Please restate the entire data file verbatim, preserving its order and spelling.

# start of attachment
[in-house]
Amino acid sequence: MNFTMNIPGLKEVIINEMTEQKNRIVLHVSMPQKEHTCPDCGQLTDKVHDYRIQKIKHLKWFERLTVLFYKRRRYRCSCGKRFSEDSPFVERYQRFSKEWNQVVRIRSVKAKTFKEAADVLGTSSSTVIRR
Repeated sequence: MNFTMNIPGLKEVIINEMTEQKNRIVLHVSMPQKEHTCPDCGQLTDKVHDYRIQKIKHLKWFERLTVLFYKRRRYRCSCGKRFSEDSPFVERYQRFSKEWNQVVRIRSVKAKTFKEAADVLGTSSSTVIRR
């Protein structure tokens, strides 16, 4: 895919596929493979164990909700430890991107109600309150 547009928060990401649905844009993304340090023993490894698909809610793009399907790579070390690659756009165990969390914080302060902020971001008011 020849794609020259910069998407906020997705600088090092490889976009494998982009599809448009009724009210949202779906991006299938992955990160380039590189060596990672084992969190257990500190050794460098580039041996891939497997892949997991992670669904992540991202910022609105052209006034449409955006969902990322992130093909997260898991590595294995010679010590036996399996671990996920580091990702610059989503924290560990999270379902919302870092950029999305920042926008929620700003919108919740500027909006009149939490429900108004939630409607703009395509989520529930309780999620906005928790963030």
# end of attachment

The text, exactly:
[in-house]
Amino acid sequence: MNFTMNIPGLKEVIINEMTEQKNRIVLHVSMPQKEHTCPDCGQLTDKVHDYRIQKIKHLKWFERLTVLFYKRRRYRCSCGKRFSEDSPFVERYQRFSKEWNQVVRIRSVKAKTFKEAADVLGTSSSTVIRR
Repeated sequence: MNFTMNIPGLKEVIINEMTEQKNRIVLHVSMPQKEHTCPDCGQLTDKVHDYRIQKIKHLKWFERLTVLFYKRRRYRCSCGKRFSEDSPFVERYQRFSKEWNQVVRIRSVKAKTFKEAADVLGTSSSTVIRR
């Protein structure tokens, strides 16, 4: 895919596929493979164990909700430890991107109600309150 547009928060990401649905844009993304340090023993490894698909809610793009399907790579070390690659756009165990969390914080302060902020971001008011 020849794609020259910069998407906020997705600088090092490889976009494998982009599809448009009724009210949202779906991006299938992955990160380039590189060596990672084992969190257990500190050794460098580039041996891939497997892949997991992670669904992540991202910022609105052209006034449409955006969902990322992130093909997260898991590595294995010679010590036996399996671990996920580091990702610059989503924290560990999270379902919302870092950029999305920042926008929620700003919108919740500027909006009149939490429900108004939630409607703009395509989520529930309780999620906005928790963030």